Even in the deepest, most passionately disinterested-in-professional-road-racing mountain bike communities of Colorado, the talk of the trail in September was of a skinny former member of the peloton who had passed close to town a few days ago.
This wasn’t just because the recovering roadie had followed up his top-10 finish at the Leadville 100 by lining up at the six-day Breck Epic the very next day, winning three stages, coming second on the other three, and securing the overall victory while battling an untold number of flat tyres. It was because he then, another week or so after that, tackled the Tour Divide route, shattering the previous Fastest Known Time by more than 34 hours to complete the 2,670-mile route from Canada to Mexico in 12 days, 12 hours and 21 minutes, in the full knowledge that his record wouldn’t stand due to the presence of cameras and longstanding rules around external support, even of the emotional kind.
The presence of that film crew, headed up by his brother Gus, will be the only reason we get to properly see the latest exploits of Lachlan Morton. If a record falls in the forest and no-one is able to see it happen, is there actually any point?
Morton’s exploits continue to push the boundaries of what being a professional cyclist means, adventures that bring together various two-wheeled disciples the world over to ask each other, “Have you seen the latest madness Lachlan Morton has been up to?”
‘The Divide’ film, having had one-off theatrical releases in London, Stockholm, and Boulder, is coming to YouTube imminently. There will be stunning scenery, plus Morton’s indomitable spirit and sense of adventure. There will also be gas stations.
For those who’ve watched the EF Gone Racing YouTube series that has documented Morton’s alternative calendar over the years, there is a common theme, or vignette, through which his feats of endurance are viewed: gas stations.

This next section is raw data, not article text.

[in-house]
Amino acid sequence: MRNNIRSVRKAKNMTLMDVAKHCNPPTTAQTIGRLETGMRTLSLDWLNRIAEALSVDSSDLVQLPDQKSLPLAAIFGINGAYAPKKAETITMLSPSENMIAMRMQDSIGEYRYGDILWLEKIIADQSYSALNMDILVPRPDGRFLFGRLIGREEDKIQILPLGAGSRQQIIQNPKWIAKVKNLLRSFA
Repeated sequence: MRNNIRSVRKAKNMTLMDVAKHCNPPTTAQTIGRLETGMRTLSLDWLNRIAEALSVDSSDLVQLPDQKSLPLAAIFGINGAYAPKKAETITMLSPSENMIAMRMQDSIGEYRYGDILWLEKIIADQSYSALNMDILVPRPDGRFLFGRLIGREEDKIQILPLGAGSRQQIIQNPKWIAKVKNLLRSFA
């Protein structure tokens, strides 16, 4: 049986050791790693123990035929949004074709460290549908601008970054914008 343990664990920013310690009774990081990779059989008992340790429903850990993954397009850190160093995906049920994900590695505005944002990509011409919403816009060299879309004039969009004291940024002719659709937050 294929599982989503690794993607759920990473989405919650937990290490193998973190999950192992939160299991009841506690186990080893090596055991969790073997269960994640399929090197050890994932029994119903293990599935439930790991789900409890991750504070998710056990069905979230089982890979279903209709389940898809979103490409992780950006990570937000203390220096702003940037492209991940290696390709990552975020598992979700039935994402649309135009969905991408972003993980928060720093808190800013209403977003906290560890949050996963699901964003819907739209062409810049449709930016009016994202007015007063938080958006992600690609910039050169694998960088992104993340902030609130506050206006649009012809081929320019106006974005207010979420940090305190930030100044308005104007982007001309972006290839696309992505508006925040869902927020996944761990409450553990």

Yes, he rides very fast, very far, for a very long time. It is awe-inspiring to watch. But seeing the 31-year-old buy a sleeve of Oreos and house them in a short amount of time is much more relatable to us civilians.
So, the burning question we have is what goes into Morton’s gas station strategy? Is there method to the mad armfuls of snacks we watch him carrying to the counter? And what about the other small intricacies of his work? What is he listening to on his wired iPhone earphones?
In the aftermath of the Tour Divide, and with Morton difficult to pin down as he headed east to Chicago for the Lifetime Grand Prix, we got the inside track from Johannes Mansson, one of EF Education-EasyPost’s press officers who was along for the ride on the Tour Divide, who had an enviable front row seat to the ticking off of Morton’s latest completed bucket list item, accompanied with some of the photography from the trip.
Let’s start with what does Lachlan usually go for at gas station stops, specifically during his Tour Divide ride?
Really whatever he was craving at the time. Peanut-inspired candy bars. PayDays were a big favourite. He always went for milk or chocolate milk. Sometimes beer. It’s a hydration kinda thing but also he’s craving it. Or coconut water if he was hot. For breakfast, it would be a burger or sandwich and further south in the US it was a lot of burritos. At one point up north, the last stop in Idaho, he had a bad burrito and had a pretty bad stomach all night.
They are really good, but why PayDays specifically?
He’s used PayDays for a long time and he loves them. So for a lot of different ultras he’s survived on PayDays. They’re primarily a bunch of nuts and caramel is pretty high not just in fat but also protein and sugars. He was saying before, “I don’t think I could get sick of them,” and by day 10 he was pretty sick of them. He had to buy 25 candy bars [in one go] because that was the only time he could refuel. It was funny, he was grabbing all the candy bars he could fit in his arms. In the beginning he bought Oreos a few times and then he realised the mistake as there were no good places to put them so he had to eat the whole packet of Oreos. That was something he didn’t think of. There was one time he bought a big muffin and realised it was a poor choice in terms of packing as it was mostly air. He would also buy big jars of pickles and drink the juice.